Virgil

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Vir·gil

also Ver·gil  (vûr′jəl) Originally Publius Vergilius Maro. 70-19 bc.
Roman poet who composed the Aeneid, an epic telling of the wanderings of Aeneas after the sack of Troy.

Vir·gil′i·an (vûr-jĭl′ē-ən, -jĭl′yən) adj.

Virgil

(ˈvɜːdʒɪl) or

Vergil

n
(Biography) Latin name Publius Vergilius Maro. 70–19 bc, Roman poet, patronized by Maecenas. The Eclogues (42–37), ten pastoral poems, and the Georgics (37–30), four books on the art of farming, established Virgil as the foremost poet of his age. His masterpiece is the Aeneid (30–19)
Virˈgilian, Verˈgilian adj

Vir•gil

(ˈvɜr dʒəl)

n.
(Publius Vergilius Maro) 70–19 B.C., Roman poet: author of The Aeneid.
Vir•gil•i•an (vərˈdʒɪl i ən, -ˈdʒɪl yən) adj.
ThesaurusAntonymsRelated WordsSynonymsLegend:
Noun1.Virgil - a Roman poetVirgil - a Roman poet; author of the epic poem `Aeneid' (70-19 BC)
Translations

Virgil

[ˈvɜːdʒɪl] NVirgilio

Virgil

nVergil(ius) m, → Virgil m

Virgil

[ˈvɜːdʒɪl] nVirgilio
References in periodicals archive ?
Though UNESCO in 1999 made the declaration regarding celebrating 21st March as World Poetry Day, many countries have kept the tradition of celebrating their national or international poetry day coinciding with the birth day of an ancient Roman poet named 'Publius Vergilius Maro' a.k.a Virgil on 15th October.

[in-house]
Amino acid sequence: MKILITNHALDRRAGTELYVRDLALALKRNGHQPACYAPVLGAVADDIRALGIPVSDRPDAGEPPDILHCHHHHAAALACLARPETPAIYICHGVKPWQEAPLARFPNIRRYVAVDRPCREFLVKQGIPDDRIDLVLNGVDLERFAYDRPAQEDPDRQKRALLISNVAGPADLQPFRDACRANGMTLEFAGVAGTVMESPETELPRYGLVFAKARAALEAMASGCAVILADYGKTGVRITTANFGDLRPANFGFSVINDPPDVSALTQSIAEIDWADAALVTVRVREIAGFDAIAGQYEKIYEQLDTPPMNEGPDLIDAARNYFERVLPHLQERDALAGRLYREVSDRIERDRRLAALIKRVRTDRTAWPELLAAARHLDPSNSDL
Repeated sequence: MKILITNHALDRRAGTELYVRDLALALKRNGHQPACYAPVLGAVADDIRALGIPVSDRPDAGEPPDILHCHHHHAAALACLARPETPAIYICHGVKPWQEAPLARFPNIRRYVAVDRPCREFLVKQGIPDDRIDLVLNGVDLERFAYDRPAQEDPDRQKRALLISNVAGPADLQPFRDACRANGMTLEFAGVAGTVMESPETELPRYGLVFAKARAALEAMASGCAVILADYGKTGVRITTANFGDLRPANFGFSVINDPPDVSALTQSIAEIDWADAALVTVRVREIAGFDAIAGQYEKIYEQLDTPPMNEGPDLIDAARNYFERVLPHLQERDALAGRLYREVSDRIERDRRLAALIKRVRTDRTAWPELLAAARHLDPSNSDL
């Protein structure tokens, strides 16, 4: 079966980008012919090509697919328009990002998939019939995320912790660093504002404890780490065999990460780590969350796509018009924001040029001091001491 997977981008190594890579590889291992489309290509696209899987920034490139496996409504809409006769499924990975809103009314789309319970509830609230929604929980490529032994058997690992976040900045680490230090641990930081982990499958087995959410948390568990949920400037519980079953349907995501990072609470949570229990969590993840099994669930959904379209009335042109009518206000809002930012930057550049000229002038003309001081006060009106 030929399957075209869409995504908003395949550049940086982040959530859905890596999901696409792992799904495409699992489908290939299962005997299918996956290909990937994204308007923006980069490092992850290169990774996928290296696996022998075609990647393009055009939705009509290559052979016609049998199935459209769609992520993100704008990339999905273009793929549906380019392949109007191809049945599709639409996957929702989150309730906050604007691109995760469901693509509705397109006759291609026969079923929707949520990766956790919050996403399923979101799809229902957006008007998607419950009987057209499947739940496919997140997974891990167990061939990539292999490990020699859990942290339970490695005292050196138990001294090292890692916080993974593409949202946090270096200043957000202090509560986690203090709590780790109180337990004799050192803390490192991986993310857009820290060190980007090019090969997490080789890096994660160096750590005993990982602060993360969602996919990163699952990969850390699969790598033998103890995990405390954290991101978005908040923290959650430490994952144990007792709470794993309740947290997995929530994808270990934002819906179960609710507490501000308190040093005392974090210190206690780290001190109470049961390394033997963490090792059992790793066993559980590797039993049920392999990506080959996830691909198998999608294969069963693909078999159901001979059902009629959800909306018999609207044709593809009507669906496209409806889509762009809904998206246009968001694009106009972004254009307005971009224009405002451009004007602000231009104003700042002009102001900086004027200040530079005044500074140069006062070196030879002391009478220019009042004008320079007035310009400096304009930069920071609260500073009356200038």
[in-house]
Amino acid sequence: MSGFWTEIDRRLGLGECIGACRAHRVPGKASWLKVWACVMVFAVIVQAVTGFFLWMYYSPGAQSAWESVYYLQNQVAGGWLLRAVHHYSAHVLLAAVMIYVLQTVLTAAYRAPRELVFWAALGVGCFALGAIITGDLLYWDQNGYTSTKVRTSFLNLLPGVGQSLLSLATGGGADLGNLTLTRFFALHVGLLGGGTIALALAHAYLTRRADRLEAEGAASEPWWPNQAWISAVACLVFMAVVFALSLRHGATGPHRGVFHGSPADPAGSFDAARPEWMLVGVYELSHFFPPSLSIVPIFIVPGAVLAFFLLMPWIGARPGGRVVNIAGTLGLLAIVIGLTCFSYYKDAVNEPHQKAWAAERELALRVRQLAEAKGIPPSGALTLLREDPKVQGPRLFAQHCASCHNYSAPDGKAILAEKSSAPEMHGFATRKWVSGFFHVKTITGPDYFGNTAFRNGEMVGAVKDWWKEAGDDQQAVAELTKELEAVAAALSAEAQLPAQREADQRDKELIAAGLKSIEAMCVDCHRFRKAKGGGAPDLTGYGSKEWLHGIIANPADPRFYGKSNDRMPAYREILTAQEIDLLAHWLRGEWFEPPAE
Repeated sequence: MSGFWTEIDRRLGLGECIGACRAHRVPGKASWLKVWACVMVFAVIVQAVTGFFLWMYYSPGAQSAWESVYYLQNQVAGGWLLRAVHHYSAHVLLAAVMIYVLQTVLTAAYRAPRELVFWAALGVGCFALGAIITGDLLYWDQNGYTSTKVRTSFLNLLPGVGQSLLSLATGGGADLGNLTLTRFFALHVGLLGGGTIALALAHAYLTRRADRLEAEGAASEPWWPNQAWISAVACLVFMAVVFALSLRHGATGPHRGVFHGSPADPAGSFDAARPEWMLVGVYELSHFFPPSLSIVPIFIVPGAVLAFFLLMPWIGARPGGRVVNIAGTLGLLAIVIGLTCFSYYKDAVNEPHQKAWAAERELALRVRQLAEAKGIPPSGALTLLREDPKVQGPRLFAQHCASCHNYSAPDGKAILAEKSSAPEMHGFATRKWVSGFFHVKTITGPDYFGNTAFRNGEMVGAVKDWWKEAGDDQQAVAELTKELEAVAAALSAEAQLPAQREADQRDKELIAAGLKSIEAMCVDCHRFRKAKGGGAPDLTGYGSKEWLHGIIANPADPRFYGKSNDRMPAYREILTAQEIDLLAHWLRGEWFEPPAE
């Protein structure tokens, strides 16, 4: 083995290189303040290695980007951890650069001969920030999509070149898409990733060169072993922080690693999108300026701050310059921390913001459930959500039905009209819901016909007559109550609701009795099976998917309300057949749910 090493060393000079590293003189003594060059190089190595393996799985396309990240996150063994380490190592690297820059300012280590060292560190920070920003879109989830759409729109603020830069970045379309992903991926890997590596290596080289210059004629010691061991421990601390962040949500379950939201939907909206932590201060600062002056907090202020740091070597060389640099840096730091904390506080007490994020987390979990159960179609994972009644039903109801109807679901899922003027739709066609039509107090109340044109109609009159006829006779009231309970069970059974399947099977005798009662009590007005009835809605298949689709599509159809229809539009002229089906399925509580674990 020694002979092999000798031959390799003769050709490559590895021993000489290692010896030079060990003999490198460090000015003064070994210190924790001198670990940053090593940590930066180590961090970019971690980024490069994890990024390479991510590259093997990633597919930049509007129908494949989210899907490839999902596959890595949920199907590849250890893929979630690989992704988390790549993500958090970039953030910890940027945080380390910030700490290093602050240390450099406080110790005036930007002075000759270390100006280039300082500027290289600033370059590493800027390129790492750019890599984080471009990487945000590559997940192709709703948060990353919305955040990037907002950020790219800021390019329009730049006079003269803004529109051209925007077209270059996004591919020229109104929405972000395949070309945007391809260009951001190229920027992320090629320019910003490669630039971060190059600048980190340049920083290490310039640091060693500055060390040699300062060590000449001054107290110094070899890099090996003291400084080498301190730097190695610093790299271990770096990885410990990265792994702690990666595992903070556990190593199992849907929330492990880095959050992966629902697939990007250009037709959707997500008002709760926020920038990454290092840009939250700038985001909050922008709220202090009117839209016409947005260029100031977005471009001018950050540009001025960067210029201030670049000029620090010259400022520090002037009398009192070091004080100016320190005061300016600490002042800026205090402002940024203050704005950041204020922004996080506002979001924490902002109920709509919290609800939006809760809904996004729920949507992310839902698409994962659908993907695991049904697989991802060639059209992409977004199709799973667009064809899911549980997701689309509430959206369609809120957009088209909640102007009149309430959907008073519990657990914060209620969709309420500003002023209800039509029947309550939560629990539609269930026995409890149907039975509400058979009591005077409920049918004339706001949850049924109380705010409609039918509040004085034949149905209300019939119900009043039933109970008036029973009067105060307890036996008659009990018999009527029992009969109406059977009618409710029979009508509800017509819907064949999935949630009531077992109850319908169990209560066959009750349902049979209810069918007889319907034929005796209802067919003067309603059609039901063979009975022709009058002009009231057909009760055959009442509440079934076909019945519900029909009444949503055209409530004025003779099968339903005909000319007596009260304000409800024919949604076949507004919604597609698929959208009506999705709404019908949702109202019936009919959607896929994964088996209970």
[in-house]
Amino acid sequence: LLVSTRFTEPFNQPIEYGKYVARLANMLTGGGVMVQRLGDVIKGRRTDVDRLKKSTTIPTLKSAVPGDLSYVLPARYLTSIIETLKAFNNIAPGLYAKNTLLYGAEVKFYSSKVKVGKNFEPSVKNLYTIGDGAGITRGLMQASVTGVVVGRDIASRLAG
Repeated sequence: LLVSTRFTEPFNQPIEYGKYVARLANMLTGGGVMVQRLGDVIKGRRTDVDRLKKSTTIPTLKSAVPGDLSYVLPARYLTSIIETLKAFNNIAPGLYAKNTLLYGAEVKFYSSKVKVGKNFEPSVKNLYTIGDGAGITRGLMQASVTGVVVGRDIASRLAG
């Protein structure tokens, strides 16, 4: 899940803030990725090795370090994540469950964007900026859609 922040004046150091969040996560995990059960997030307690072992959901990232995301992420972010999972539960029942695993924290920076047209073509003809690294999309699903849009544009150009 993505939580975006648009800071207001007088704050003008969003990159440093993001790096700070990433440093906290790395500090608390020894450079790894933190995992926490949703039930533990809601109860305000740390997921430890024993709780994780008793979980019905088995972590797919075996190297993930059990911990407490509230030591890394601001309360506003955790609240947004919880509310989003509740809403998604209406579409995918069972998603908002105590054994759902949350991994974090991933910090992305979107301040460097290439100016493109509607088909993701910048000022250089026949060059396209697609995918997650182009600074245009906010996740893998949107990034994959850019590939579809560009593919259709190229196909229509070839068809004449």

Dalla analisi della traduzione degli Errores Venerii si evince infatti una certa familiarita con il commento di Scaligero in Vergilius 1573.
From its first publication in the reign of Caesar Augustus, Publius Vergilius Maro's epic has played a central role in poetry, education, governance, the arts, and even magic.
Sou die kollig (byvoorbeeld) na Vergilius verskuif, is die omvang van navorsing karig.
2 Vargas PA, Gerhard R, Vergilius JF, Filho A, de Castro IV, 2002.
(5) Study by Pablo Augustin Vargas, Rene Gerhard Vergilius JF Arayo, Filho, Ihes Viera de Castro, benign and malignant tumour were found to be 80% and 20% respectively.
Lactantius Placidus also makes an important observation at 9.600 that e contrario ait Vergilius ('Vergil says on the contrary'), when Aeneas kills the brother of one of his victims who pleads for mercy (Aen.
'The city which I found is yours' (Vergilius, Aeneis I 573)
Cecilius Epirotes introduced in schools commenting important Latin poets such as Publius Vergilius Maro (70-19), Horatius Flaccus (65-8) and some others.